May 21, 2002 - Insight Magazine: Use of anti-malarial drug Lariam previously used by Peace Corps Volunteers linked to Mental disorders, suicide (Part I)
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May 21, 2002 - Insight Magazine: Use of anti-malarial drug Lariam previously used by Peace Corps Volunteers linked to Mental disorders, suicide (Part I)
Use of anti-malarial drug Lariam previously used by Peace Corps Volunteers linked to Mental disorders, suicide (Part I)
Read and comment on this story from Insight Magazine on mounting evidence that suggests the anti-malaria drug Lariam -- prescribed to Peace Corps volunteers, travelers and U.S. soldiers -- has triggered mental problems so severe that in a small percentage of users it has led to the ultimate side effect: suicide at:
Lariam and Suicide*
* This link was active on the date it was posted. PCOL is not responsible for broken links which may have changed.
Lariam and Suicide
By MARK BENJAMIN and DAN OLMSTED
WASHINGTON, May 21 (UPI) -- Mounting evidence suggests the anti-malaria drug Lariam -- prescribed to Peace Corps volunteers, travelers and U.S. soldiers -- has triggered mental problems so severe that in a small percentage of users it has led to the ultimate side effect: suicide.
Lariam -- also known as mefloquine -- is a product of Hoffmann-La Roche, a giant Swiss pharmaceutical company with U.S. headquarters in Nutley, N.J. Lariam has been prescribed to more than 22 million people worldwide since 1985. It was cleared for use in the United States in 1989.
Some health experts charge that neither patients nor doctors in the United States are being adequately warned about the risk of suicide from taking Lariam, which is prescribed by U.S. doctors 1,000 times every day.
In a two-month investigation, United Press International reporters found:
* In thousands of pages of internal Roche documents obtained by UPI spanning a decade, the company tracks increasing reports of suicides, suicidal behavior and other mental problems among Lariam users.
* A 1994 Roche safety report notes that because Lariam can cause depression and depression can lead to suicide, "a causal link to Lariam can in theory not be ruled out."
* Dozens of soldiers, Peace Corps volunteers, other government workers and private travelers, in interviews with UPI, court filings, case studies and reports from medical personnel, said they had no history of mental illness before taking Lariam, but then attempted or considered suicide. Families gave similar accounts of several who succeeded in killing themselves.
* An activist group said it has heard from 120 Somalia veterans who had problems they attributed to Lariam, including suicide attempts. Military medical officers in charge of giving Lariam to more than 20,000 U.S. troops there in 1992 and 1993 said they saw no evidence of a problem. Troops in Afghanistan are taking Lariam as the weather warms, but some officers on the ground in Afghanistan said they themselves were not taking it because they feared liver damage.
* The U.S. Food and Drug Administration's files contain reports over the past four years alone of 11 suicides, 12 suicide attempts, 41 cases of thinking about suicide and 144 cases of depression among Lariam users.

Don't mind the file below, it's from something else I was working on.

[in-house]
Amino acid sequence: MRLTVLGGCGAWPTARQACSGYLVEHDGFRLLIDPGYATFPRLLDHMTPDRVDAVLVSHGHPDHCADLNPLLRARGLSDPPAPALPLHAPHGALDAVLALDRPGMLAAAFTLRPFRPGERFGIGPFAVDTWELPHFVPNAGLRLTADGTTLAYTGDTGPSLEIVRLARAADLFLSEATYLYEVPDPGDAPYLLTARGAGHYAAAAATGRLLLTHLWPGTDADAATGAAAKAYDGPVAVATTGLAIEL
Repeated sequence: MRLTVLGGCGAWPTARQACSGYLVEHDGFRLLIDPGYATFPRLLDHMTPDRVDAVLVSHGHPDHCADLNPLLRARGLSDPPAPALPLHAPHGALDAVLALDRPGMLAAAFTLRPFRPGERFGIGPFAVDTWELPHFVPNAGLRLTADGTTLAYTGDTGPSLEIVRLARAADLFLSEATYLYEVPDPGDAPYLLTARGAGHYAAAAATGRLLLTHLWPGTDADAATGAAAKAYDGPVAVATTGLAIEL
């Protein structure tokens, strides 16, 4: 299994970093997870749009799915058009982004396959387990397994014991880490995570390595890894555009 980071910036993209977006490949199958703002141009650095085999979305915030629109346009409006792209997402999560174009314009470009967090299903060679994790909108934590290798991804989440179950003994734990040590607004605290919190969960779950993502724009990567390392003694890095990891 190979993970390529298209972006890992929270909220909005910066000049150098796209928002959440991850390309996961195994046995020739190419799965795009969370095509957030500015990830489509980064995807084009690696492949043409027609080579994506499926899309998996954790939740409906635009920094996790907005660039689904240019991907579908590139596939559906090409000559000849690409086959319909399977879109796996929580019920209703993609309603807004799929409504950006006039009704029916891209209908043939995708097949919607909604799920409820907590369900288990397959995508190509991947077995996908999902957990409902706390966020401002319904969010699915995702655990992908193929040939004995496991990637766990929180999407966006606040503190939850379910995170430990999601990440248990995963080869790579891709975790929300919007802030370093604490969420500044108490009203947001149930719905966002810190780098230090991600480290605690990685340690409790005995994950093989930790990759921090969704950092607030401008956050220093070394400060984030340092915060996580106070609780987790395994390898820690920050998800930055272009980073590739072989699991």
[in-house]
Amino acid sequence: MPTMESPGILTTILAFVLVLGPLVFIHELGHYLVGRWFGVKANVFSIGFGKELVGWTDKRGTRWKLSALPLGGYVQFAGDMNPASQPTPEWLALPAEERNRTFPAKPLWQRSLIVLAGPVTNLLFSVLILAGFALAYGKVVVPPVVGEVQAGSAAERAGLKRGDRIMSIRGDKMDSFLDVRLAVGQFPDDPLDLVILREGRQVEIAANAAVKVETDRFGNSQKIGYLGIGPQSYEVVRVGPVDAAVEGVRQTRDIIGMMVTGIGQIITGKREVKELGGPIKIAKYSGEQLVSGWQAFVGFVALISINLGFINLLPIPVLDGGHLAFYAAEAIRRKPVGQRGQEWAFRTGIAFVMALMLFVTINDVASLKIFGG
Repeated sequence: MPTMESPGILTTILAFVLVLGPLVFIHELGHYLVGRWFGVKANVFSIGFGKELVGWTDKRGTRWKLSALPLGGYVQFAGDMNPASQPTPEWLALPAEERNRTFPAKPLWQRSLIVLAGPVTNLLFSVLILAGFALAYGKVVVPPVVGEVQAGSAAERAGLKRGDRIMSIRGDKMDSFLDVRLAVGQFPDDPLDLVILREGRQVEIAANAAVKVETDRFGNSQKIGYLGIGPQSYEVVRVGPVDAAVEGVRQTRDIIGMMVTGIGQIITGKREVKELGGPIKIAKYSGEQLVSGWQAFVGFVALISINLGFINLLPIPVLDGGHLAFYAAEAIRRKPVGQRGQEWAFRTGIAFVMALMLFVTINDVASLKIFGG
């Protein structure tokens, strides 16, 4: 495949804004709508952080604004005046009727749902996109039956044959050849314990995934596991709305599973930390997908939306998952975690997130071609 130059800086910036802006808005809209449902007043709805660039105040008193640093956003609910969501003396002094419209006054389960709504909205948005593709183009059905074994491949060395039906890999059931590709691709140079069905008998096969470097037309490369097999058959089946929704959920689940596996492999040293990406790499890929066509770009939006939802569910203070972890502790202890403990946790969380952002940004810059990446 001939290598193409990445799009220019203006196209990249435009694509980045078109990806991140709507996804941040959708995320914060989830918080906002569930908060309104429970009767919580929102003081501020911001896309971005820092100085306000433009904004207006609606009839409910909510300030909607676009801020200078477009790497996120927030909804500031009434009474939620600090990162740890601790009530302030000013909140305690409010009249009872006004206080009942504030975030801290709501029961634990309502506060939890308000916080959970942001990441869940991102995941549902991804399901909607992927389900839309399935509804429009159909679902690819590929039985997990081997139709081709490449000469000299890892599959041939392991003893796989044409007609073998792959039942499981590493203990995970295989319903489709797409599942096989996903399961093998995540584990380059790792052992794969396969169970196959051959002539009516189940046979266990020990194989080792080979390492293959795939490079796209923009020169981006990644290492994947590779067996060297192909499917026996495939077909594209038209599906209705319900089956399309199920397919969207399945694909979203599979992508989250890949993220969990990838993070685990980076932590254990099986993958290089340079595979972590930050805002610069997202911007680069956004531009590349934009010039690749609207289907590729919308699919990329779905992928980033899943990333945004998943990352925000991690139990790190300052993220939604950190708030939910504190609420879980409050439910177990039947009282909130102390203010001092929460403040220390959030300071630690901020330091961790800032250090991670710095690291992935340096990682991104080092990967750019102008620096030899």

* A statistical analysis of FDA data, commissioned by UPI, indicates that Lariam users are five times more likely to report having mental problems that could lead to suicide than those taking a different drug -- the antibiotic doxycycline -- also used to prevent malaria.
* More than a dozen lawsuits over the alleged effects of Lariam have been filed in the United States -- at least seven against Roche, and the others against doctors or pharmacists. Some have been dismissed or settled out of court.
"There have been a number of cases of suicide, both in the United States and abroad, that are clearly associated with the use of Lariam," said Susan Rose, an adjunct assistant professor at George Washington University's public health school and an attorney who has represented plaintiffs suing Roche.
No one has won a case against Roche alleging Lariam caused a suicide, but Rose, speaking as an advocate for plaintiffs with a background in public health, said: "Suicidal thoughts and impulses are far more commonly experienced than the current product information sheet would lead physicians or consumers to believe. This is critical, life-saving information that must be conveyed now to travelers and the medical community."
Roche consistently has denied there is evidence showing taking Lariam can cause the kinds of mental problems that could lead to suicide. The company said Lariam is an important drug for combating malaria.
"Believe me, as a company we support this drug and stand behind it," said Roche spokesman Charles Alfaro. "Roche works with all regulatory authorities both before and after product approval to ensure recommendations for product use that take into account current medical evidence."
"It (Lariam) remains a drug of choice for the prevention and treatment of malaria by such leading health authorities as the CDC (Centers for Disease Control and Prevention), the WHO (World Health Organization) as well as many travel organizations, clinics, and individual physicians," Alfaro said.
Asked whether Lariam could cause suicide, Alfaro said he could not answer because it was an issue in pending litigation.